Would you sacrifice your own son to save 1000 people in Africa?

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Find me parents that would worry about the ecosystem after losing their child...

Humans are not designed to worry about the ecosystem as a whole. We always put our own first - that's our nature.

Would you sacrifice your own son to save 1000 people in Africa?

You would kill others to protect your own, but in countries where disease and famine are rife the birth rate is high as a consequence since many will die before they reproduce; all you need is to replace yourself after all, and there is probably not as much emotion involved as you would think.

Population size of all creatures normally fluctuates around what is called the 'carrying capacity' of the ecosystem (stochastic influences excepted). Food supply and disease sort this out.

You don't need to worry about the ecosystem as it will sort you out, not the other way around.

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You would kill others to protect your own, but in countries where disease and famine are rife the birth rate is high as a consequence since many will die before they reproduce; all you need is to replace yourself after all, and there is probably not as much emotion involved as you would think.

Poor and rich mothers cry equally deep after losing their children. Are you saying that non-white people from under-developed countries love their children less? Sadly, one doesn't get used to losing children.

You don't need to worry about the ecosystem as it will sort you out, not the other way around.

Agreed. That's why I think that all those who want to tax us to 'save the planet' are con-men.

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Poor and rich mothers cry equally deep after losing their children. Are you saying that non-white people from under-developed countries love their children less? Sadly, one doesn't get used to losing children.

Probably, but in societies where infant death is common I would expect that they move on 'emotionally' very quickly, probably with another birth. In socieies where the family size is large and death is frequent the individual child will also matter less, so long as at least one replaces you that is all that matters. Simple biological reality. No life without death. Skin colour does not come into the argument by the way.

Agreed. That's why I think that all those who want to tax us to 'save the planet' are con-men.

It depends, if you accept that a large crash in population size, such as a war over resources, is more acceptable. For sake of argument, if we accept that increasing GHGs will alter the temperature at any place in one way or another from its present state (warmer or colder), then natural resources on land and in the sea will change, which will affect us.

Taxation is a human political response to try to circumvent the natural system of rescource limitation by influencing behaviour.

IMO investment in alternative energy sources is more worthwhile, nuclear and renewables.

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Climate change is dead.

We now need to make sure we kill half the world's population so that the green's other bugbear, "overpopulation", can be given a suitable answer.

They worry me the greens. They may have long hair and eat vegetables but they are ******ing dangerous.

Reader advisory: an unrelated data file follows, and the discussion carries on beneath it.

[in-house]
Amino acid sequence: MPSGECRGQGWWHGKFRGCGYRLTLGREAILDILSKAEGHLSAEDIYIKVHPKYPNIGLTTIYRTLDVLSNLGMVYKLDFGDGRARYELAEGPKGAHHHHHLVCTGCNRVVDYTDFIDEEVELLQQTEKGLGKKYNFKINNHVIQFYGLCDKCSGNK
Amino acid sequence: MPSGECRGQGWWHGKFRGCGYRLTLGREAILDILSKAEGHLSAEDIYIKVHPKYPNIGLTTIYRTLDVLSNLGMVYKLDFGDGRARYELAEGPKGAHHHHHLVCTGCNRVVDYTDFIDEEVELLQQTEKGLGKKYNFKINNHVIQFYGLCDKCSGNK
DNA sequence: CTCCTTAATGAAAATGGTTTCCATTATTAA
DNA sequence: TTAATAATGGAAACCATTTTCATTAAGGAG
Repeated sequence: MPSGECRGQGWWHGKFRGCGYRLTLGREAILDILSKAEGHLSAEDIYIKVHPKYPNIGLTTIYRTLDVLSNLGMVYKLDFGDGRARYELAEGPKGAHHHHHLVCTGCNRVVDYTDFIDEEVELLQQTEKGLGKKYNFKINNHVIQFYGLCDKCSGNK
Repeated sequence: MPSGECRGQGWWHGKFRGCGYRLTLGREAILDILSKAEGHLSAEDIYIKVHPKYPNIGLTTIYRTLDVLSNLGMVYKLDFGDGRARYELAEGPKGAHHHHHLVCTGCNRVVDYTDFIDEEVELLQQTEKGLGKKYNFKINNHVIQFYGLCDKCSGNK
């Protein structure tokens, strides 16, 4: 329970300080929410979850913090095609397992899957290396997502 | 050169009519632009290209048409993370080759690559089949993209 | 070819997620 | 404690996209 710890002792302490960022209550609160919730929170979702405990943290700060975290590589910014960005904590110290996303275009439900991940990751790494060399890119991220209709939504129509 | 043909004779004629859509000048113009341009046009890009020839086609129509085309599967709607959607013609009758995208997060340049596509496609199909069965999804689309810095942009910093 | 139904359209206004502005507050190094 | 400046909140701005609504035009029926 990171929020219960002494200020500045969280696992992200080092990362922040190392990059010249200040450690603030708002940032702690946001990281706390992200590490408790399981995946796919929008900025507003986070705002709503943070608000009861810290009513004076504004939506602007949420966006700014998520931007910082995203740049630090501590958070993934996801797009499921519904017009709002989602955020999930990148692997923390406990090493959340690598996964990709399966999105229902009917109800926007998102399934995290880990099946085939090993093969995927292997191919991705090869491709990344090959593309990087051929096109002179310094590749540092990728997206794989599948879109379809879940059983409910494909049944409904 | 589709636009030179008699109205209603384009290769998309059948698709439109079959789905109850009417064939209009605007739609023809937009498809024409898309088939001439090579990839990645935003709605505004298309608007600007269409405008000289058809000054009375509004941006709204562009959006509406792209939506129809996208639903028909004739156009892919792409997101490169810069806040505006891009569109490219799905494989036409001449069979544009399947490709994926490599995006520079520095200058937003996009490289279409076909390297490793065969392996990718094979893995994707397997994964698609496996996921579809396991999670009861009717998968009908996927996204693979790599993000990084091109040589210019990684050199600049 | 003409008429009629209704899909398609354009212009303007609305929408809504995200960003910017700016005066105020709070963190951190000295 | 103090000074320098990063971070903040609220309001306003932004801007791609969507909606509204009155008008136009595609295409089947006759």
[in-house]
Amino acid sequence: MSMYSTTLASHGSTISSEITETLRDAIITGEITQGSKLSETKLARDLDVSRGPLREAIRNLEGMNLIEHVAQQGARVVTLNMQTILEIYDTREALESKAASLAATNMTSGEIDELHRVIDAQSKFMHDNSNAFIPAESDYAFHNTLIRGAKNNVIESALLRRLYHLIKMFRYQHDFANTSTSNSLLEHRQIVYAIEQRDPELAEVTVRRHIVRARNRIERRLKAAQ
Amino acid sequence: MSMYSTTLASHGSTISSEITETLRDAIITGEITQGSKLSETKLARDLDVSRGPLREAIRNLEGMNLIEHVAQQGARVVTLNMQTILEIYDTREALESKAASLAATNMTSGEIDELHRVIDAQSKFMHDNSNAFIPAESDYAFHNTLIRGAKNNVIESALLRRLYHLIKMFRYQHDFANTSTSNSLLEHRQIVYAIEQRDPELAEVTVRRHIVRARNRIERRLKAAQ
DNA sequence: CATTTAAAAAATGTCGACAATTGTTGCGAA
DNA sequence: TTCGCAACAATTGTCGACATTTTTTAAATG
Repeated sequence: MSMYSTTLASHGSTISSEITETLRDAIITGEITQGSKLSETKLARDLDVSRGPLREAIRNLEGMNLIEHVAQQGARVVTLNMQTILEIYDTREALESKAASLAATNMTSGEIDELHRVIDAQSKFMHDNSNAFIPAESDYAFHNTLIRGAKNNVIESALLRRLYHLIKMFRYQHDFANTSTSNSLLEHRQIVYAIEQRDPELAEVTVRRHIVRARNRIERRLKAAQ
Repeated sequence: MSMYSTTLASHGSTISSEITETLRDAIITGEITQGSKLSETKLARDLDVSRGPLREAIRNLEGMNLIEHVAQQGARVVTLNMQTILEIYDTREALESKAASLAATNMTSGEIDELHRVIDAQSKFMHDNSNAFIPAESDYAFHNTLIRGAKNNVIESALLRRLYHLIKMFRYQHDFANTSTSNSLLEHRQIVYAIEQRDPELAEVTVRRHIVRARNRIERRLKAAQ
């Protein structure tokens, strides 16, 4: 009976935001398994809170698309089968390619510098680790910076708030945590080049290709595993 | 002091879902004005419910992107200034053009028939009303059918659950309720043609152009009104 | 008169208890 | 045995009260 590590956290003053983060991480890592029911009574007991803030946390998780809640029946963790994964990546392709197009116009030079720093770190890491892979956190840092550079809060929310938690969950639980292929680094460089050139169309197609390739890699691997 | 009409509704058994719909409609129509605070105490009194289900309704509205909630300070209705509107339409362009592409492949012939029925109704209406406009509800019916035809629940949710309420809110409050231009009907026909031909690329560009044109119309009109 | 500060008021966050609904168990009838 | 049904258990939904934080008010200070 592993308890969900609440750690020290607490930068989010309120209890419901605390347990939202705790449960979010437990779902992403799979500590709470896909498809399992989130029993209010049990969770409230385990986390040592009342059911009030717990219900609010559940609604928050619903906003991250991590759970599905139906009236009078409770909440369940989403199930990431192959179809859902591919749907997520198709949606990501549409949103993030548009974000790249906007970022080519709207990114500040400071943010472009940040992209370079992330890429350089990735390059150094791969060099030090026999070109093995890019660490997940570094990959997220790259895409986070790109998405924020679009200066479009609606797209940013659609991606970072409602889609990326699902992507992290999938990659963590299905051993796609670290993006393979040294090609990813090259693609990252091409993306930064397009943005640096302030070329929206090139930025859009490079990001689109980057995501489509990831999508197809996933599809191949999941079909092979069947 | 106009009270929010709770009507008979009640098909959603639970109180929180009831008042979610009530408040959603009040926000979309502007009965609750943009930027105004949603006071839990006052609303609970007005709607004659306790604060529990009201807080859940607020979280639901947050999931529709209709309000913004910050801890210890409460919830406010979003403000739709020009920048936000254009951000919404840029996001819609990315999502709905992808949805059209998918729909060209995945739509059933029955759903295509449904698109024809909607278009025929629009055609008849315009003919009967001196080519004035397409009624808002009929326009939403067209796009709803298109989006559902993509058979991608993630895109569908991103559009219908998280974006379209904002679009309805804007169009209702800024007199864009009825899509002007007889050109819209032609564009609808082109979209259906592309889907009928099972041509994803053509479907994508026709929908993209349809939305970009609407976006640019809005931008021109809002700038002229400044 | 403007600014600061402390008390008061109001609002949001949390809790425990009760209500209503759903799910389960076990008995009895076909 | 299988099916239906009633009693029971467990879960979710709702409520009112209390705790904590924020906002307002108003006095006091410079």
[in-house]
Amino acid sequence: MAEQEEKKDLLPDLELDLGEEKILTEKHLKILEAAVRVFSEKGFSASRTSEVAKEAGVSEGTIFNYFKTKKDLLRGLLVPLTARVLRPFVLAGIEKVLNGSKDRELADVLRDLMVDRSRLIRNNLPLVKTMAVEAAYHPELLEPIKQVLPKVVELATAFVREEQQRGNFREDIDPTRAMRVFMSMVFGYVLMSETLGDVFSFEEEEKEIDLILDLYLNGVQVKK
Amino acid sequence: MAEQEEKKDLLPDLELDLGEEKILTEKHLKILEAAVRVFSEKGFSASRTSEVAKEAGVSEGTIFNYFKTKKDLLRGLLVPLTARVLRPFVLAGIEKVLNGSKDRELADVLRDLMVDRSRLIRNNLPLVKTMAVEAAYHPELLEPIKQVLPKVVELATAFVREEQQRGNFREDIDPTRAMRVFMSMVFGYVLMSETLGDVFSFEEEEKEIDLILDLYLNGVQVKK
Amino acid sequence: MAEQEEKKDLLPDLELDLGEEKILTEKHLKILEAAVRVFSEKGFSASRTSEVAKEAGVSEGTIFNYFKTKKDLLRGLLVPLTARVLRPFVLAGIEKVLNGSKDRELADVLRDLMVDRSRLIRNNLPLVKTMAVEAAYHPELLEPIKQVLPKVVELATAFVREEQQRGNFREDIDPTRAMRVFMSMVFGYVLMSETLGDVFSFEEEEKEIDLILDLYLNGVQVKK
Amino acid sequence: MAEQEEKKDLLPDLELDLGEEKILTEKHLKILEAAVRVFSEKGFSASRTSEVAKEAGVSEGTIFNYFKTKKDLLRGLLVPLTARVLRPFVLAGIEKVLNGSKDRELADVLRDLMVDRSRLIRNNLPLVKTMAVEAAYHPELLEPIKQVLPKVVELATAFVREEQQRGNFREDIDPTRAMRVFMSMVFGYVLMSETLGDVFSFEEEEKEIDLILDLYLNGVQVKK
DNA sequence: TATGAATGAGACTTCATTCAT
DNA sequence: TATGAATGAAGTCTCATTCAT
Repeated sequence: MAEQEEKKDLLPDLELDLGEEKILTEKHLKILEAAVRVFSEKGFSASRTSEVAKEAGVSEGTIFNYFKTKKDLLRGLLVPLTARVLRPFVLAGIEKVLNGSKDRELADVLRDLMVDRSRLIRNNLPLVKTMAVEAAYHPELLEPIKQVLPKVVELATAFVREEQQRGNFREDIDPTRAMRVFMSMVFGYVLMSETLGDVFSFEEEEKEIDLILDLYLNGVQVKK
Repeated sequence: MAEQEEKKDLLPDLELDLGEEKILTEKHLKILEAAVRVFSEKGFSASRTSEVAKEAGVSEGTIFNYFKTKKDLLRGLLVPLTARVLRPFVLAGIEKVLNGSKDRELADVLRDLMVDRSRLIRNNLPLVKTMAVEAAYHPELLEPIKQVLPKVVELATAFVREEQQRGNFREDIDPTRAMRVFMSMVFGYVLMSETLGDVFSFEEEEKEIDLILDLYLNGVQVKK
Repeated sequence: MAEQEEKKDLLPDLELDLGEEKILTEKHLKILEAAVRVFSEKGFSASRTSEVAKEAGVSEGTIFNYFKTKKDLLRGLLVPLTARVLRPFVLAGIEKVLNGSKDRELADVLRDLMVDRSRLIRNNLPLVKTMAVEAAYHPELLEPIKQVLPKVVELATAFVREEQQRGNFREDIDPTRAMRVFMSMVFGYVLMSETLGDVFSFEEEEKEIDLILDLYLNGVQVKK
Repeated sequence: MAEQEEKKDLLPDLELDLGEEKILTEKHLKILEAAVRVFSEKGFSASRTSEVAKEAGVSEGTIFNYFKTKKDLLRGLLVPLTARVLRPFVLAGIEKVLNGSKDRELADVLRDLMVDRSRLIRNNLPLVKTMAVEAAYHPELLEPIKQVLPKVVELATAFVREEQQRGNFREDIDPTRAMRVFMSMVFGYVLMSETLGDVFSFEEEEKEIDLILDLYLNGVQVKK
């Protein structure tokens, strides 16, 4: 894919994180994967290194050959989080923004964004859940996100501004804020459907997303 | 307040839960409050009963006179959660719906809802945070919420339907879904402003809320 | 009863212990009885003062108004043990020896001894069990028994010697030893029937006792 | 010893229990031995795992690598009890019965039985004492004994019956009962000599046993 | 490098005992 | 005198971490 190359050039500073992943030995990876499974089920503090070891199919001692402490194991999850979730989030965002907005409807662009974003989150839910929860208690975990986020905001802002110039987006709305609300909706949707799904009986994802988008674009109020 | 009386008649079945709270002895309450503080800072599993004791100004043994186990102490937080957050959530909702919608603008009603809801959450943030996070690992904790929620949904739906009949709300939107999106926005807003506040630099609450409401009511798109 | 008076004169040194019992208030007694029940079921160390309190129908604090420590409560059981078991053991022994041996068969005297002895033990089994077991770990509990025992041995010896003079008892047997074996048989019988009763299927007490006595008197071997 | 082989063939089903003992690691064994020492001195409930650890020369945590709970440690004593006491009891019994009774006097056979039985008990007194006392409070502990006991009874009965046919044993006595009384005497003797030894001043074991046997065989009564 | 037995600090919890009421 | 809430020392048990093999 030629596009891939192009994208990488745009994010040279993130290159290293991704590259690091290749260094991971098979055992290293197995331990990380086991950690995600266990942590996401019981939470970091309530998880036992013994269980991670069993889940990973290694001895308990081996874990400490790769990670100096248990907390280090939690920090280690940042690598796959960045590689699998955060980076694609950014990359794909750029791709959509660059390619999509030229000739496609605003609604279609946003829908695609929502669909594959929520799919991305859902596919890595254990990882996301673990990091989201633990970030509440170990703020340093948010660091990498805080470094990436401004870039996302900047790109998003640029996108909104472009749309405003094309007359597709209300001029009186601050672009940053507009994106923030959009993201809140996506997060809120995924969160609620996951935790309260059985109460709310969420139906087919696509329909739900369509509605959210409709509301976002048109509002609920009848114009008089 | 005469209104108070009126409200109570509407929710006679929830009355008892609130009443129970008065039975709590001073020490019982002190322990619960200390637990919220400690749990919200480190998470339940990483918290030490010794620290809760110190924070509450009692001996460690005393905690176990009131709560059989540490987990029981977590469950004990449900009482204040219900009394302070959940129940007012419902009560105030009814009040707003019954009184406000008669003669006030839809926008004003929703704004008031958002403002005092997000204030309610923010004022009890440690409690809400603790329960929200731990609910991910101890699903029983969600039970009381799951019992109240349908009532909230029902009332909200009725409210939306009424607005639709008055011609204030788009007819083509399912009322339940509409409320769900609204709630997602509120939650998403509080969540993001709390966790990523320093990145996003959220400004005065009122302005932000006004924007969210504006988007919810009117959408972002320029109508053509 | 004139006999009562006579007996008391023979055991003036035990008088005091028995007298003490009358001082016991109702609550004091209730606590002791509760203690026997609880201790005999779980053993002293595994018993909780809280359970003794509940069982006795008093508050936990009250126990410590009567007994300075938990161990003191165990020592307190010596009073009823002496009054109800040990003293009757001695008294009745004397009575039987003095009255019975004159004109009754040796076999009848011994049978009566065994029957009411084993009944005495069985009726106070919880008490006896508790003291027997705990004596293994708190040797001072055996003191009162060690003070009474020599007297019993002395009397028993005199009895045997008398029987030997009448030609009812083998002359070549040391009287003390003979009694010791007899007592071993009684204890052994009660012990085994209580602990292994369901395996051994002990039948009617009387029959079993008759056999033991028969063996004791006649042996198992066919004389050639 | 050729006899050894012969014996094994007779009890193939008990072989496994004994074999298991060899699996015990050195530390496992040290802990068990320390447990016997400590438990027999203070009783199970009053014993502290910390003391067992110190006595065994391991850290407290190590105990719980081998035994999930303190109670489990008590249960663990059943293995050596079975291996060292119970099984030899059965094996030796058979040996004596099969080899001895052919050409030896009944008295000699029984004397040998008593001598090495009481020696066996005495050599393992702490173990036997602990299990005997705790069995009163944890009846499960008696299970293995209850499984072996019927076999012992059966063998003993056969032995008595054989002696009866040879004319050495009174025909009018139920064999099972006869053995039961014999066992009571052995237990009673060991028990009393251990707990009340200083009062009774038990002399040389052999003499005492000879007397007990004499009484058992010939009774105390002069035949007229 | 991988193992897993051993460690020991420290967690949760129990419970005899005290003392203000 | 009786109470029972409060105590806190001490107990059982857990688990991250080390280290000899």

Indeed.. what this country (/world) needs is more people. Much more people. :rolleyes:

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Africa?

REMEMBER the great droughts of the African Sahel in the 1970s and 1980s? The place was going to pot, everyone said. Farmers were destroying their soils so fast that they were triggering permanent desertification. Famine would become a semipermanent state. Whatever happened?

Nobody would say today that these countries are buoyed up on an ocean of prosperity. They remain among the poorest in the world. But apocalypse has been postponed. So it's funny that nobody is asking why, since those pilloried farmers must have been doing something right.

Seared in many of our memories are the TV images of Ethiopia's famines in the 1980s, and the reporter telling us of the irreversible cycle of ecological decline. There were too many people for the land. No amount of rain could help now. Well, some good rains and the removal of Colonel Mengistu's Marxist tyranny has enabled the farmers to work wonders. Ethiopia now exports grain to its neighbours. Across the Sahel, most countries now have sufficient grain most years. It doesn't always get to the poorest inhabitants any more than Porsches "trickle down" to the poor. But it is there. Often, with no thanks to governments.

Michael Mortimore, one of Britain's most experienced Africa researchers, is not surprised. He says the missing element in everybody's calculation was the skill and initiative of African farmers. He has spent 30 years investigating the strategies of farmers in one part of the Sahel, the villages in northern Nigeria. This is one of the most densely populated and arid farming regions on the continent, yet it thrives—with a constant cross-fertilisation of ideas among farmers, constant cross-breeding of domesticated millet and sorghum with wild varieties, and constant trading.

Mortimore's recent research in the Machakos district of Kenya, with Mary Tiffen of the London-based Overseas Development Institute, tells a similar story. This landscape was decreed on the verge of turning to desert during the 1930s and again in the 1950s—the victim of poor farming methods and spiralling population. Yet today it is greener, more productive and more densely populated than ever. Its farmers are selling green beans to Britain, avocados to France and cut flowers to the Dutch.

These findings have raised hard questions about the conventional Western view that rural Africa is hurtling towards immutable ecological limits. Mortimore believes much of Africa is not overpopulated, but underpopulated. In many places there are insufficient people to plant trees and dig terraces, organise water works and think up new solutions to make their fields more productive. More hands to work and brains to think can more than compensate for the extra mouths to feed.